September 02, 2021
Philly residents who live near the Schuylkill River have been advised to shelter in place as the body of water is expected to crest at record-high levels Thursday in the wake of Ida's remnants slamming the Delaware Valley Wednesday night.
The Schuylkill River by 30th Street Station is forecasted to crest at 17.2 feet Thursday morning, according to the National Weather Service, after parts of the region saw more than eight inches of rainfall Wednesday night.
The river has never risen above 17 feet before, city officials said. The current record of 17 feet was set 152 years ago, the Inquirer reported.
The Schuylkill River had already experienced "major flooding" by early Thursday morning, according to the National Weather Service. The river was recorded at more than 16 feet high as of Thursday morning, city officials said.
The flooding of the Schuylkill River forced Kelly Drive, Martin Luther King Jr. Drive and the Vine Street Expressway to close down. It also led to widespread flooding at Boathouse Row and across Manayunk.
BREAKING: major, historic flooding in Manayunk along Main Street as the Schuylkill floods over… all that rain draining and it’s gonna keep rising for hours to come @NBCPhiladelphia Many shops flooded pic.twitter.com/DE0MGLRJ8Z— Randy Gyllenhaal (@RandyGyllenhaal) September 2, 2021
Boathouse Row Philly this AM. Screen shot from Fox 29 helicopter vid. Expected to crest at 17.2 ft at about now. 17.0 ft is record. pic.twitter.com/te2k8ptpEr— Tony Juliano (@TJules21) September 2, 2021
The Delaware River rose to more than a foot above flood stage Wednesday night, leaving parts of Columbus Boulevard submerged in water.
Columbus Blvd by the Ben Franklin Bridge is underwater and the road closed to traffic as #Ida remnants cause major flooding. The Delaware River is expected to reach its highest water level in 10 yrs & multiple tornadoes were confirmed in the Philly region: https://t.co/csZ6yvD8kH pic.twitter.com/DdJw4U4l9q— Oona Goodin-Smith (@oonagoodinsmith) September 2, 2021
Philly residents who need to evacuate to a safe place can go to one of the city's reception centers that have been set up with the Red Cross at West Philadelphia High School and Roxborough High School.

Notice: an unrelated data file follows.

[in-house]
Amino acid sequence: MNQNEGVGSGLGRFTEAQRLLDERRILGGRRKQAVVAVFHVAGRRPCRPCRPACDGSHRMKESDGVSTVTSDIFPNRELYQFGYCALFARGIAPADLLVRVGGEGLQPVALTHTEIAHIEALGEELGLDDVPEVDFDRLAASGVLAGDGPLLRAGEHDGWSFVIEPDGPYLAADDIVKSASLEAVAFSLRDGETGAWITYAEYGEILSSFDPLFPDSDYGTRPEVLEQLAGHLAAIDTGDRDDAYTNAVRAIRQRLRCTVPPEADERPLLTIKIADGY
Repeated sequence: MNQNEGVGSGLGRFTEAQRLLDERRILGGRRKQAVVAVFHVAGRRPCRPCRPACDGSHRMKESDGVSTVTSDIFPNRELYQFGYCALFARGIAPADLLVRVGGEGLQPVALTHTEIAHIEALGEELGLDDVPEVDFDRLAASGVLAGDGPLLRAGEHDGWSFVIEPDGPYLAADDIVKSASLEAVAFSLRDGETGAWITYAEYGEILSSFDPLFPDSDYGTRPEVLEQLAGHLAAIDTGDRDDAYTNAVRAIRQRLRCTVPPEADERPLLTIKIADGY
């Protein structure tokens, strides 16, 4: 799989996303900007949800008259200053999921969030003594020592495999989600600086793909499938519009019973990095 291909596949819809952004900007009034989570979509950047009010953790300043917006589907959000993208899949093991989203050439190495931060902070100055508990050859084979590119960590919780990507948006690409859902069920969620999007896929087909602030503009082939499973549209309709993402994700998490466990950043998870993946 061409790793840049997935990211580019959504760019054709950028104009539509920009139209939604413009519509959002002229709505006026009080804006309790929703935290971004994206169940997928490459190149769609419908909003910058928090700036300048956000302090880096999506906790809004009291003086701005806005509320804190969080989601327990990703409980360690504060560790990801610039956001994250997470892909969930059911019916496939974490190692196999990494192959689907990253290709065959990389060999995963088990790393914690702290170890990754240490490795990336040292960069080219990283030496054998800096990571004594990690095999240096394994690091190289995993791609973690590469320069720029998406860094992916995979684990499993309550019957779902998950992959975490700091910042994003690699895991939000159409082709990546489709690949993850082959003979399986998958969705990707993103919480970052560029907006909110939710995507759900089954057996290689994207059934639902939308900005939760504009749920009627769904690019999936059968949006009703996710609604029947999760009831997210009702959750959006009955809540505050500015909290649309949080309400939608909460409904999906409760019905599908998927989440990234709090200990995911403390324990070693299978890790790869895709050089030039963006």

Evacuations have been advised for all residents and businesses downstream of Pickering Creek Dam in parts of Montgomery and Chester counties due to the anticipated impact of flooding from the Schuylkill River, local officials said Thursday morning. The river is expected to rise to as high as 27 feet in Norristown.
Other rivers and streams across the region that saw record-high flooding from Wednesday night's storms included the Brandywine Creek at Chadds Ford rising more than 21 feet and the Perkiomen Creek at Graterford cracking 20 feet.
Ida's remnants left close to 58,000 residents of the Philly region without power as of Thursday morning. SEPTA service remained operational, but with significant delays and cancellations. Amtrak service from Philly to Boston before 9 a.m. Thursday was canceled.
Wide-spread flooding throughout the SEPTA service area is causing service delays and cancelations. This is Miquon Station on the Manayunk/Norristown Line. Service on this line is currently suspended. pic.twitter.com/HySdW5U1Gw— SEPTA (@SEPTA) September 2, 2021
Wednesday night's storms also brought several confirmed tornadoes to the region, including in South Jersey, where homes were destroyed and trees were uprooted in Mullica Hill, Gloucester County. Tornadoes were also confirmed Wednesday night in Burlington, Bucks and Montgomery counties, the National Weather Service said.
New Jersey Gov. Phil Murphy declared a state of emergency after Wednesday night's severe storms. Pennsylvania Gov. Tom Wolf, who had already issued a proclamation of disaster emergency, sent emergency support resources Wednesday night to Bucks County following the storms.
Wednesday night's storms forced several school districts in the Philly suburbs to cancel classes Thursday. All New Jersey Transit service, except for the Atlantic City line, has been suspended in the wake of the damage.
Ida began as a Category 4 Hurricane and slammed into the Louisiana coastline over the weekend, pummeling the area with torrential rain, wind and flooding that left damage across the region.
At least six deaths have been attributed to the storm across the South. More than one million people in Louisiana and Mississippi remain without power in the aftermath of the hurricane.
This is a developing story. Please check back for more updates.